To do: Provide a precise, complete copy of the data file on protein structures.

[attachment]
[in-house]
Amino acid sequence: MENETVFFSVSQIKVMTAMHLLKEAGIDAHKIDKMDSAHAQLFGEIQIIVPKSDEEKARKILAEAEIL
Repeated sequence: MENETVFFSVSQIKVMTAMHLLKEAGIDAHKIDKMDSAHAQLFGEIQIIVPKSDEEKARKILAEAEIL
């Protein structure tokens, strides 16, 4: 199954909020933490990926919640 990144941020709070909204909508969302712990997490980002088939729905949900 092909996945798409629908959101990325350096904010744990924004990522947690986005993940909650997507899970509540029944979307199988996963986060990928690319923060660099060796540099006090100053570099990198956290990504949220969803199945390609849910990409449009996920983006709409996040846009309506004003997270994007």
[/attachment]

[in-house]
Amino acid sequence: MENETVFFSVSQIKVMTAMHLLKEAGIDAHKIDKMDSAHAQLFGEIQIIVPKSDEEKARKILAEAEIL
Repeated sequence: MENETVFFSVSQIKVMTAMHLLKEAGIDAHKIDKMDSAHAQLFGEIQIIVPKSDEEKARKILAEAEIL
């Protein structure tokens, strides 16, 4: 199954909020933490990926919640 990144941020709070909204909508969302712990997490980002088939729905949900 092909996945798409629908959101990325350096904010744990924004990522947690986005993940909650997507899970509540029944979307199988996963986060990928690319923060660099060796540099006090100053570099990198956290990504949220969803199945390609849910990409449009996920983006709409996040846009309506004003997270994007």